Bottom line: We base our current trade decisions on the value of our securities today, not a any point in the past.


      • Troy October 18, 2021 10:04 am #

        Wonderful explanation! Thanks! I appreciate your time on replying back to me!


  6. Donna October 17, 2021 12:20 pm #

    Dear Alan;

    1) With so few stocks from the BCI current stock screen and watchlist to choose from because of earnings reports how long after the ER date to place the trade ? ie How many weeks left in the cycle still will generate decent returns?

    2) How do we determine which are monthly expiration dates? There are so many expiration dates in a month now but no indication which are monthlies or quarterlies.

    3) What to do and how to determine triple and quadruple witching expiration dates. Does it work to choose expiration dates prior to these or just confine to selling covered calls on ETF’s

    Thank you


    • Alan Ellman October 18, 2021 6:14 am #


      1. We can turn to our ETF reports where earnings reports are not a factor.

      Also, the stocks that report this week will still have 4+ weeks remaining until expiration which will allow for meaningful initial time-value returns. After the report passes, wait for any volatility to subside, usually 1 day, 2 at the most. When we are down to 3 weeks remaining in a contract, I cut my goal to 1% – 2% but, for these November contracts, there should be enough available securities to generate 4 weeks of time-value. It’s a bit of a challenge during the height of earnings season, but one we can overcome.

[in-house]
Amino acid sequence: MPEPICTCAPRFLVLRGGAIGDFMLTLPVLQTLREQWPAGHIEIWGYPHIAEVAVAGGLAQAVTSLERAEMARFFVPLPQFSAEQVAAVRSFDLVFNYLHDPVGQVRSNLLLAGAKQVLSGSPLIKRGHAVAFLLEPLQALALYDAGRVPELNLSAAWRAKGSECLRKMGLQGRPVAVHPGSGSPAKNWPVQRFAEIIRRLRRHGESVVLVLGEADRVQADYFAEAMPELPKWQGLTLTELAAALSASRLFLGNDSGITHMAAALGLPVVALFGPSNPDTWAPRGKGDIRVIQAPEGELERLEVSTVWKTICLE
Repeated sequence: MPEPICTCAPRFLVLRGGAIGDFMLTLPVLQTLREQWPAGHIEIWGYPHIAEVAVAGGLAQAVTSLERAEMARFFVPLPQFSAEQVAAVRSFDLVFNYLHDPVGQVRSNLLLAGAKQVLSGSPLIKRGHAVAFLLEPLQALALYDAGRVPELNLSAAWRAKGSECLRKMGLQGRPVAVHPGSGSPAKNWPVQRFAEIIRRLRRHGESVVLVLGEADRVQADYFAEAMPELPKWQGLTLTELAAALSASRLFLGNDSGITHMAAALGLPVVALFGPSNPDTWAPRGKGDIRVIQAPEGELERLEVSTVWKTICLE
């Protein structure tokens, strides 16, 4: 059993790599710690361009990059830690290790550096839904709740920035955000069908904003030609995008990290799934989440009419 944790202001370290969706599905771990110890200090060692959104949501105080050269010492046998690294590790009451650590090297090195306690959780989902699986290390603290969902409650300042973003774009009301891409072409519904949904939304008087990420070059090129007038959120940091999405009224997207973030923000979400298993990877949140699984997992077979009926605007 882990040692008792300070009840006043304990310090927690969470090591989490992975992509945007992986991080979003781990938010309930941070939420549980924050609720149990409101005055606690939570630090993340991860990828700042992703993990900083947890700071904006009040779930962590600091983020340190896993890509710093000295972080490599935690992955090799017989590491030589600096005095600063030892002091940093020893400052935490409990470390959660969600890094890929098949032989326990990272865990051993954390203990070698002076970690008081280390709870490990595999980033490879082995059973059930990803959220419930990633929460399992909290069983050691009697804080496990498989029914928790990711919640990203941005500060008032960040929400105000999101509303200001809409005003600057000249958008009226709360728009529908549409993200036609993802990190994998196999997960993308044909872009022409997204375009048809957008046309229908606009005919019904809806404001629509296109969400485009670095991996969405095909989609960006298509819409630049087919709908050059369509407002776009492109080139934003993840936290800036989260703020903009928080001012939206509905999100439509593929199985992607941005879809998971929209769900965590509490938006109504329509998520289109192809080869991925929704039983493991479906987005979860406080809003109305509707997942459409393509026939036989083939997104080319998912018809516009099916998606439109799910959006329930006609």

2.Monthly expiration dates are always the 3rd Friday of the calendar month at 4 PM ET.

      3. Triple and quadruple witching expiration dates are always the 3rd Fridays of March, June, September and December.


  7. Charles October 17, 2021 6:32 pm #

    Hi Alan,

    Continue to play the C/C game for profit using lots of your advice and concepts.